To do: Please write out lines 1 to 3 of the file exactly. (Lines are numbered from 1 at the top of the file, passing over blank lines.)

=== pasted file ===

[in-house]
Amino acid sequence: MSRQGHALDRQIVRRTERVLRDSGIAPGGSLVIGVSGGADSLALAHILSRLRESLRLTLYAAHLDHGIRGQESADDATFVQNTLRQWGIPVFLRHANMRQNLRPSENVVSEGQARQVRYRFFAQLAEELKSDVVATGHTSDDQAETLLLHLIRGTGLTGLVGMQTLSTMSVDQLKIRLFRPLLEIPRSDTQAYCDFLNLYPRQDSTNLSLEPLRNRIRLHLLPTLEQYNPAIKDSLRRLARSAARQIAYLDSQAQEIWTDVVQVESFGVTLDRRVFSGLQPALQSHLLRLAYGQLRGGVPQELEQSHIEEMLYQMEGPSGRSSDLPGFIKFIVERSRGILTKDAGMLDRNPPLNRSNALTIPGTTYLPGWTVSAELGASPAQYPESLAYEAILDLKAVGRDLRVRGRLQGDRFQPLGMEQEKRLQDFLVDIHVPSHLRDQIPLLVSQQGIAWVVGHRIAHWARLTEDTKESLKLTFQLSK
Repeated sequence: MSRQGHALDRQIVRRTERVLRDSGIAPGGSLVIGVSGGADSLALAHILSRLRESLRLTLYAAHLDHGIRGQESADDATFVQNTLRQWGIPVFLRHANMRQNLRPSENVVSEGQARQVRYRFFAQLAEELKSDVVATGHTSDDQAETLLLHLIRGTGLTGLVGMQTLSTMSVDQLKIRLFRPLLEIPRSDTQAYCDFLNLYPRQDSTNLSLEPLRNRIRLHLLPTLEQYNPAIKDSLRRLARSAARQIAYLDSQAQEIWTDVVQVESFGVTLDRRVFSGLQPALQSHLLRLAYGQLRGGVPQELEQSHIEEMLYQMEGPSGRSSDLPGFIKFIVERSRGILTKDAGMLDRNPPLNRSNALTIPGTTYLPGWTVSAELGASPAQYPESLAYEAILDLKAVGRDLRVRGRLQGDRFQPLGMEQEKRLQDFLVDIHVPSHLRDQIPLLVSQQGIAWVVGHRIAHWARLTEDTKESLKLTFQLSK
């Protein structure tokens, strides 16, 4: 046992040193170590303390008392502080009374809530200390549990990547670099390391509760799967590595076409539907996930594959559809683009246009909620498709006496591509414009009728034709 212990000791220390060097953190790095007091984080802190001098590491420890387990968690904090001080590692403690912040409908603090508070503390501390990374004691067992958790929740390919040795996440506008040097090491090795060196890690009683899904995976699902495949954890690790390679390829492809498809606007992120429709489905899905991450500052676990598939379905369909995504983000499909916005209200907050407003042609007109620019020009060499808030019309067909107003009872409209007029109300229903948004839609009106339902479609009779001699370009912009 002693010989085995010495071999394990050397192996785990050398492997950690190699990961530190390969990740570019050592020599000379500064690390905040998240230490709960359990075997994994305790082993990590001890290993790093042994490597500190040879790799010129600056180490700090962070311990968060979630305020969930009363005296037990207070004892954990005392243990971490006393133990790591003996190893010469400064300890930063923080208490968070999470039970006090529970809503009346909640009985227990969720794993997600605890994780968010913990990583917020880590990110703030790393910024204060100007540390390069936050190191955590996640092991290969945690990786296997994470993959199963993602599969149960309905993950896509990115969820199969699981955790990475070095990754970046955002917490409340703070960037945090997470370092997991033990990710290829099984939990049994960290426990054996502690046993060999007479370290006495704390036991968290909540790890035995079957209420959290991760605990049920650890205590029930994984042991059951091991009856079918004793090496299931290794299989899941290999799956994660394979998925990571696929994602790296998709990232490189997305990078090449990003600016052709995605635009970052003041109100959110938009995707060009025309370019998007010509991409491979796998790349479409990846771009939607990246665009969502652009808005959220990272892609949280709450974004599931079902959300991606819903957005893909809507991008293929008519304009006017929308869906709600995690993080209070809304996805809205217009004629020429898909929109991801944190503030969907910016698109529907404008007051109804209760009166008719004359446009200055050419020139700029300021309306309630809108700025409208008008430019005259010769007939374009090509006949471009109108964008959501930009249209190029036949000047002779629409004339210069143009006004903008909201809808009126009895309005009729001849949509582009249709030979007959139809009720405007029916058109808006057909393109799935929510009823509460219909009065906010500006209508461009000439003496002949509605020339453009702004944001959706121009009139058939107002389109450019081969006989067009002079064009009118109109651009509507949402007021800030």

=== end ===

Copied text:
[in-house]
Amino acid sequence: MSRQGHALDRQIVRRTERVLRDSGIAPGGSLVIGVSGGADSLALAHILSRLRESLRLTLYAAHLDHGIRGQESADDATFVQNTLRQWGIPVFLRHANMRQNLRPSENVVSEGQARQVRYRFFAQLAEELKSDVVATGHTSDDQAETLLLHLIRGTGLTGLVGMQTLSTMSVDQLKIRLFRPLLEIPRSDTQAYCDFLNLYPRQDSTNLSLEPLRNRIRLHLLPTLEQYNPAIKDSLRRLARSAARQIAYLDSQAQEIWTDVVQVESFGVTLDRRVFSGLQPALQSHLLRLAYGQLRGGVPQELEQSHIEEMLYQMEGPSGRSSDLPGFIKFIVERSRGILTKDAGMLDRNPPLNRSNALTIPGTTYLPGWTVSAELGASPAQYPESLAYEAILDLKAVGRDLRVRGRLQGDRFQPLGMEQEKRLQDFLVDIHVPSHLRDQIPLLVSQQGIAWVVGHRIAHWARLTEDTKESLKLTFQLSK
Repeated sequence: MSRQGHALDRQIVRRTERVLRDSGIAPGGSLVIGVSGGADSLALAHILSRLRESLRLTLYAAHLDHGIRGQESADDATFVQNTLRQWGIPVFLRHANMRQNLRPSENVVSEGQARQVRYRFFAQLAEELKSDVVATGHTSDDQAETLLLHLIRGTGLTGLVGMQTLSTMSVDQLKIRLFRPLLEIPRSDTQAYCDFLNLYPRQDSTNLSLEPLRNRIRLHLLPTLEQYNPAIKDSLRRLARSAARQIAYLDSQAQEIWTDVVQVESFGVTLDRRVFSGLQPALQSHLLRLAYGQLRGGVPQELEQSHIEEMLYQMEGPSGRSSDLPGFIKFIVERSRGILTKDAGMLDRNPPLNRSNALTIPGTTYLPGWTVSAELGASPAQYPESLAYEAILDLKAVGRDLRVRGRLQGDRFQPLGMEQEKRLQDFLVDIHVPSHLRDQIPLLVSQQGIAWVVGHRIAHWARLTEDTKESLKLTFQLSK